A Chinese-born U.S. citizen who lives in New York and runs a U.S.-based trading company has been imprisoned since September on suspicion of spying for Taiwan for the past 14 years, official Chinese news media reported Wednesday.

David Wei Dong, also known as Dong Wei, was accused of taking $3,000 a month from Taiwan's National Security Bureau and its military intelligence agency, according to China Daily and the Global Times, two Beijing-based newspapers controlled by the government.

Dong, 52, was paid to collect information about Beijing's activities in the United States and attitudes toward Taiwan's political and economic affairs, the newspapers said. Dong also set up a foundation at St. John's University in New York with money from the military intelligence agency to bring students to the United States from mainland China who later could be recruited as Taiwanese spies, according to the unusually detailed reports, which quoted Chinese officials. In New York, Christine Dolan, a spokeswoman for St. John's, declined to comment.

A telephone listed in Dong's name in New York was answered by a man speaking Chinese-accented English who said Dong did not live there.

Both China and Taiwan have often announced arrests on espionage charges in the larger context of the standoff between their governments, focused on China's insistence that Taiwan reunite with the mainland. Last December, for instance, soon after Taiwanese President Chen Shui-bian revealed the locations of nearly 500 short-range missiles on China's southern coast, China announced that 43 people from Taiwan and the mainland had been arrested for spying.

Dong's case is considered notable because he is a U.S. citizen and entitled to consular protection. The last U.S. citizen arrested on charges of spying for Taiwan, Li Shaomin, a professor at the City University of Hong Kong, was held for five months, convicted and expelled in July 2001. He later said the charges were false.

It was unclear why the arrest and detention of Dong was announced now. The newspapers said he was taken into custody in the southern city of Guangzhou shortly after entering China 10 months ago on what he described as a business trip. The Global Times said Dong had confessed and that his case "has gone into the judicial procedure," suggesting the investigation was complete and the results ready for presentation in court. Without citing sources, the Global Times predicted that Dong would be convicted and would serve a sentence in China.

The U.S. Embassy in Beijing said U.S. consular officials in Guangzhou were notified at the time of Dong's arrest and, according to international convention, have visited him in prison regularly. The last visit was June 4, a spokeswoman said.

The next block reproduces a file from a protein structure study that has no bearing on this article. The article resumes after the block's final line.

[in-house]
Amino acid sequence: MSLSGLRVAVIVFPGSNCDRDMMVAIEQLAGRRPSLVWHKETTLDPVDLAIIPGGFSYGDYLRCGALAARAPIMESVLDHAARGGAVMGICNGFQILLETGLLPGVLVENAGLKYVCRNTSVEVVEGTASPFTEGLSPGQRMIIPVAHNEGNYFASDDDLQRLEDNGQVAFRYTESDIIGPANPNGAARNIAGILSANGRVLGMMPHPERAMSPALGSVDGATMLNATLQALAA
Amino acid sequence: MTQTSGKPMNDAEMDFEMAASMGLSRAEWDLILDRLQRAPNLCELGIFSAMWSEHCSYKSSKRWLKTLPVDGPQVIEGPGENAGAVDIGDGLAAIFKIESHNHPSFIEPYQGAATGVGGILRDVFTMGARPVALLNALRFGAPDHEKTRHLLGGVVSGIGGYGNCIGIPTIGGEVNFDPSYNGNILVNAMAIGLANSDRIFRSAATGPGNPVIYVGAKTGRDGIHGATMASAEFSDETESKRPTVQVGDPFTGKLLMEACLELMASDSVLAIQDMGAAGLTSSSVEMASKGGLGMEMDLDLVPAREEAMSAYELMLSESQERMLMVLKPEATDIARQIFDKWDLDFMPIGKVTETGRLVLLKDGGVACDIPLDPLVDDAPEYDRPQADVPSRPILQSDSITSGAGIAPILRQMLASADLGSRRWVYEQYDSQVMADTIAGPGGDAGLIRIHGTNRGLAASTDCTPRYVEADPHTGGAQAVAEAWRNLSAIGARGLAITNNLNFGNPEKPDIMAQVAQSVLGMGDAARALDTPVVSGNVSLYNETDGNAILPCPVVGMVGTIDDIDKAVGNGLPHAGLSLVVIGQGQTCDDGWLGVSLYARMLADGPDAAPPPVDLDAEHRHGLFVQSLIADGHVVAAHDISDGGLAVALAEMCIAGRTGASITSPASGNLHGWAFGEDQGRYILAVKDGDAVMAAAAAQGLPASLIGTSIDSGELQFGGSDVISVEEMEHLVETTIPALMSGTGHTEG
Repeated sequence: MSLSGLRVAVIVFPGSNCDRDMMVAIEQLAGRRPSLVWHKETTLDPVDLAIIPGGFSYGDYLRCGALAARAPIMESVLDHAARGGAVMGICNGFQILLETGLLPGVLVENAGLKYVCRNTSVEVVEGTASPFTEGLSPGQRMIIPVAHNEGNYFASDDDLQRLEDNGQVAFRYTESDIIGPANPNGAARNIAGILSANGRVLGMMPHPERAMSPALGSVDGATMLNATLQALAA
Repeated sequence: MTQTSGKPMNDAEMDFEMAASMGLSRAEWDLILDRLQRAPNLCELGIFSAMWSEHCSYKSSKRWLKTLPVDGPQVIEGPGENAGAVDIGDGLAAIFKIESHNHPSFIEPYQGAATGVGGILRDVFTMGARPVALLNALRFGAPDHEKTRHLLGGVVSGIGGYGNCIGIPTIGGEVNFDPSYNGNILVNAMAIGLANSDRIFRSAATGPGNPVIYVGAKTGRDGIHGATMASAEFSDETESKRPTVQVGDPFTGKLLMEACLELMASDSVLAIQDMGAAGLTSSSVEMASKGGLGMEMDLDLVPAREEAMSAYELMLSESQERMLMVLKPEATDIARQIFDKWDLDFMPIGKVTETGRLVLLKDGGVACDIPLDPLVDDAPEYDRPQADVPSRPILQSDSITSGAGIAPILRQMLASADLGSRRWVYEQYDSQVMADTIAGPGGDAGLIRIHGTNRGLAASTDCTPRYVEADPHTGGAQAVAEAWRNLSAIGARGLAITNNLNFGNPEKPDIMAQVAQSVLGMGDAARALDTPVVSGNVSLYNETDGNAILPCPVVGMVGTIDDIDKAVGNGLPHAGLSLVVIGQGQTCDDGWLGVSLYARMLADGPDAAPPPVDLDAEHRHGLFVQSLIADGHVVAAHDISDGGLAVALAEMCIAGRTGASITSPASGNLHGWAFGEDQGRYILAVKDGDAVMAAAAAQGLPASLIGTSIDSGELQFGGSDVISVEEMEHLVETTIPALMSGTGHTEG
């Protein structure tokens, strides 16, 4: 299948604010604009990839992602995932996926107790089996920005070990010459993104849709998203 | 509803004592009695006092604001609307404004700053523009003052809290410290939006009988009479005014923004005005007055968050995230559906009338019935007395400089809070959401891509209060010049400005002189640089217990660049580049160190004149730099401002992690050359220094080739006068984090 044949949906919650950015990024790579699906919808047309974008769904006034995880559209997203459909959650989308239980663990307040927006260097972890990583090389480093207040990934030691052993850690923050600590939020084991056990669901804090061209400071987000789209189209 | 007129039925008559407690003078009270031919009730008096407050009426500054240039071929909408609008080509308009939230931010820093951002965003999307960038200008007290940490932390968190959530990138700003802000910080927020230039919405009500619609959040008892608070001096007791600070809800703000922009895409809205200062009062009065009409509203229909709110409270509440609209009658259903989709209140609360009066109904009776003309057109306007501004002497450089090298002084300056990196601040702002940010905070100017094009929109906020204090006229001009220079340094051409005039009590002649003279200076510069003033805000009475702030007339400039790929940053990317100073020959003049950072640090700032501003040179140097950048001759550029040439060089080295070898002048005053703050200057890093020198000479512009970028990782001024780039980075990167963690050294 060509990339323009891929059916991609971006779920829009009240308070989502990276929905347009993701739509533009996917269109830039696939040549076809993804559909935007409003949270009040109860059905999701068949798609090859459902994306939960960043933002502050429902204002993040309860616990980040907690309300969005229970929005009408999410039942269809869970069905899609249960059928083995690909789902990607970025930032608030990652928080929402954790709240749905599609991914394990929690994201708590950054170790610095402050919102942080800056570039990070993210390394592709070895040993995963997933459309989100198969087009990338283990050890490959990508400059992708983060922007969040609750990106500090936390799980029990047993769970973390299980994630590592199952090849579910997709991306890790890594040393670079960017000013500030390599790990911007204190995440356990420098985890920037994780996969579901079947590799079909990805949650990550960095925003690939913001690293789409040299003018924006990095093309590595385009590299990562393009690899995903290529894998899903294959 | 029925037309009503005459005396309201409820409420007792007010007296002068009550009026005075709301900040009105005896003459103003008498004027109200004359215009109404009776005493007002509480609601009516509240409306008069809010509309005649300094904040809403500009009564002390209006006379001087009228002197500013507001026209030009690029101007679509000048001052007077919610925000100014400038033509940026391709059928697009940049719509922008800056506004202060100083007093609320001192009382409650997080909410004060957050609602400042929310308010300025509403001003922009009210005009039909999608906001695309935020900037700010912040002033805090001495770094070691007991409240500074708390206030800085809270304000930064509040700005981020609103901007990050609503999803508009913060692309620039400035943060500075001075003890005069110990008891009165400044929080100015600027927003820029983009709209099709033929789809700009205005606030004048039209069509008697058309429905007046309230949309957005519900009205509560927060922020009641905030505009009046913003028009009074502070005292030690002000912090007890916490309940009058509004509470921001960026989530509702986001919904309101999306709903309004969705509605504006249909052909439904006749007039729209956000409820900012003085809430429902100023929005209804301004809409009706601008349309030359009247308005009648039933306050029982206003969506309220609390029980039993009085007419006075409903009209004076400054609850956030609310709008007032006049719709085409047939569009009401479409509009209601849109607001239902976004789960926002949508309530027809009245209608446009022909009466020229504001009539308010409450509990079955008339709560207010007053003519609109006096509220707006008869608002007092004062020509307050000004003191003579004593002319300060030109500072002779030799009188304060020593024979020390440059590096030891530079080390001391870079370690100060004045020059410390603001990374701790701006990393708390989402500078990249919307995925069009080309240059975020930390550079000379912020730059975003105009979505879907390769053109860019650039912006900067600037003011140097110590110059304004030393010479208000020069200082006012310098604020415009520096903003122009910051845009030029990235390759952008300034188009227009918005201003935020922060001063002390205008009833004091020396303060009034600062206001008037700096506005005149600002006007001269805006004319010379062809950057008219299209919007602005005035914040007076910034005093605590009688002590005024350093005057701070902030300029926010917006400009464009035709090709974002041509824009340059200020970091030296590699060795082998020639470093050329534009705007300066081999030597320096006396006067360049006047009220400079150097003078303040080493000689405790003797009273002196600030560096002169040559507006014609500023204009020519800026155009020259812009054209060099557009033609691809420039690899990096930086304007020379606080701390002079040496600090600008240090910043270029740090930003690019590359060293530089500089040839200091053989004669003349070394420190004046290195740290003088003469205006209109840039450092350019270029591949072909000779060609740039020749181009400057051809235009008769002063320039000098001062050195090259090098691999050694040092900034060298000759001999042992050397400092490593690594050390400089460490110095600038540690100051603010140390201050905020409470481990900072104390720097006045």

The Chinese Foreign Ministry and Taiwan Affairs Office in Beijing did not respond to requests for comment. Similarly, a spokesman for Taiwan's Mainland Affairs Council said he had not heard of the allegations against Dong.

The newspapers said Dong was born in Sichuan province and had been a newspaper reporter before going to the United States to study in 1986. He was naturalized as a U.S. citizen in 1995, the reports said, and his reporting background allowed him to move quickly into official Chinese circles in the United States.

His position made him attractive to Taiwan's agents, the newspapers said. Dong was recruited by a high-ranking Taiwanese intelligence agent, identified as Peter Wang, or Wang Xitian, during a trip to Singapore in 1990, the reports said.

Dong is deputy chairman and chief executive officer of the American Industrial Products Distributing Center, the Global Times reported. The newspaper did not describe the company's business or where it is based. But it said Taiwan's intelligence agencies gave Dong $268,000 to buy a house and office in New York in addition to his salary and a $7,000 "activity fund."

The reports also said that Dong told interrogators that he worked with Taiwanese lobbyists in the United States and that they paid "large sums" to U.S. consulting companies and foundations to curry support for Taiwan in Washington.

Chinese officials have recently expressed frustration over the Bush administration's willingness to sell arms to and do business with Taiwan despite the United States' longtime "one China" policy, under which it does not have diplomatic relations with Taiwan. A foreign policy specialist with ties to the government said officials are particularly worried that Taiwan might interpret the U.S. action as acceptance of steps toward formal Taiwanese independence, which China has defined as a likely provocation for war.